BP shareholders have voted to reject chief executive Bob Dudley's 20 per cent pay rise at its general meeting today.
Shareholder ire had been stoked because the proposed payout comes against a backdrop of shrinking profit margins and thousands of job cuts at the oil giant.
However, today's vote is "advisory", meaning even a vote against will not necessarily force the firm to change his £14m pay packet.
Speaking at the start of the AGM, the firm's chairman, Carl-Henric Svanberg, said executive pay is judged on factors that are clearly within the management's control.
"From that perspective, the board has concluded that it has been an outstanding year. The pay reflects this and it is consistent with our policy," he said.
Read more: BP pay gusher reignites shareholder rows
Svanberg added: "On remuneration, the shareholders’ reactions are very strong. They are seeking change in the way we should approach this in the future."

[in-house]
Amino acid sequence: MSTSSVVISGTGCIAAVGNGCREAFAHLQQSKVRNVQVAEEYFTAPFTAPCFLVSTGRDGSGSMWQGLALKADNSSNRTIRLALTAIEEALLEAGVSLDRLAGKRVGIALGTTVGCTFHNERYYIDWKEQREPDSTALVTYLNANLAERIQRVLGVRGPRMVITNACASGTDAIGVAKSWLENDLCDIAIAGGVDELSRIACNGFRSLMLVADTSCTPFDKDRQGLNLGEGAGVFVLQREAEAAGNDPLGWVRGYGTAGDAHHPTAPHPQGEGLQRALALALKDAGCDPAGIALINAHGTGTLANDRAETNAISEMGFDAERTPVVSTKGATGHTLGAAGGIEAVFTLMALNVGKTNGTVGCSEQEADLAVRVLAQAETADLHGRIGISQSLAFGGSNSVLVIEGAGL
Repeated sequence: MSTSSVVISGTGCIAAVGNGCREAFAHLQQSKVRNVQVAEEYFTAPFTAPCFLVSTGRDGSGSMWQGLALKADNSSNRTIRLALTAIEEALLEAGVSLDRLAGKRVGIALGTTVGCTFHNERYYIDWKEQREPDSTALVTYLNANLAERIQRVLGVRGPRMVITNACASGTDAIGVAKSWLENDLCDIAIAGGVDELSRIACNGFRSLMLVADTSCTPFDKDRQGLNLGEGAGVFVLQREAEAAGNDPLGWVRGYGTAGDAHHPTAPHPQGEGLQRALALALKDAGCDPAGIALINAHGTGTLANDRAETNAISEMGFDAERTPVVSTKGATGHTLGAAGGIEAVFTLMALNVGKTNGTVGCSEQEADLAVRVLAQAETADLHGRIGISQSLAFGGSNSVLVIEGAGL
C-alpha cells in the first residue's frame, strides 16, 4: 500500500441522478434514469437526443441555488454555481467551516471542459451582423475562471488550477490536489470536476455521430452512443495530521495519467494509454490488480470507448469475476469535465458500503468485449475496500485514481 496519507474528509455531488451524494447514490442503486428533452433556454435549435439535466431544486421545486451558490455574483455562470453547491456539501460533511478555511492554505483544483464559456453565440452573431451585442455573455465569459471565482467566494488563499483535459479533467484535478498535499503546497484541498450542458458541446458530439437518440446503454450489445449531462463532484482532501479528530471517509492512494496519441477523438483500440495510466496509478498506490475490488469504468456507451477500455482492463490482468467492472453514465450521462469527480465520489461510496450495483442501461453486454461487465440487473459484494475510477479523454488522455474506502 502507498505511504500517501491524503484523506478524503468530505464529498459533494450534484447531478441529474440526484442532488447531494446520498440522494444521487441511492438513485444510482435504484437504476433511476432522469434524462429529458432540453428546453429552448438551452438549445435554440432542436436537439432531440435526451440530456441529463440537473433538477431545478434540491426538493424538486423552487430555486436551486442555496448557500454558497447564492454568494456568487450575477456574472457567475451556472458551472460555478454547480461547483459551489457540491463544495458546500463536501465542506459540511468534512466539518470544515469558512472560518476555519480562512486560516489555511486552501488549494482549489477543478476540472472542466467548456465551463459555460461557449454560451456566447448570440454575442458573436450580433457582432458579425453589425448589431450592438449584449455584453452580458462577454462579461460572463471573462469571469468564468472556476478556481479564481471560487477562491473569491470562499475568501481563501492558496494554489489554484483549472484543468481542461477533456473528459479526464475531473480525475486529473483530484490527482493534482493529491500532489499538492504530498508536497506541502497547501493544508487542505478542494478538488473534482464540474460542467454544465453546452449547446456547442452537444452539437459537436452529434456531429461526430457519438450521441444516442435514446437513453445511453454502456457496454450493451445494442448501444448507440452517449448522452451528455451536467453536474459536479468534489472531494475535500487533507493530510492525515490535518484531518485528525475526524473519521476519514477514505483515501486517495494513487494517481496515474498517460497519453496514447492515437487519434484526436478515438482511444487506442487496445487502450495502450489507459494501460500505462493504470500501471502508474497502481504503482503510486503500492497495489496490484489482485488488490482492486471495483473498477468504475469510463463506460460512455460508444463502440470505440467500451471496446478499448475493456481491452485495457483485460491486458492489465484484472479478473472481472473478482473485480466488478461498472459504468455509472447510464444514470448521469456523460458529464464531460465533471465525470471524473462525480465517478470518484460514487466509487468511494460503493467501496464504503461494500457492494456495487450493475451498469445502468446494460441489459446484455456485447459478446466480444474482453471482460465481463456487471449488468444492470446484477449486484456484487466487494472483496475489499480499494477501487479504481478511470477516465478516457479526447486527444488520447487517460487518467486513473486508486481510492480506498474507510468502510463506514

"We hear you. We will sit down with our largest shareholders to make sure we understand their concerns and return to seek your support for a renewed policy."
BP's renumeration policy is subject to a binding shareholder vote every three years, with the next vote expected in 2017.
Aberdeen Asset Management, Royal London Asset Management, Glass Lewis, ShareSoc, Pirc and ISS had all said they would vote against Dudley's payout.
The Institute of Directors also warned endorsement would send "the wrong message" to other companies.
"Should the pay package be approved, it could send the wrong message to investors and other boards. We therefore urge all shareholders to scrutinise the pay deal of Mr Dudley very closely," Simon Walker, director general of the Institute of Directors, said.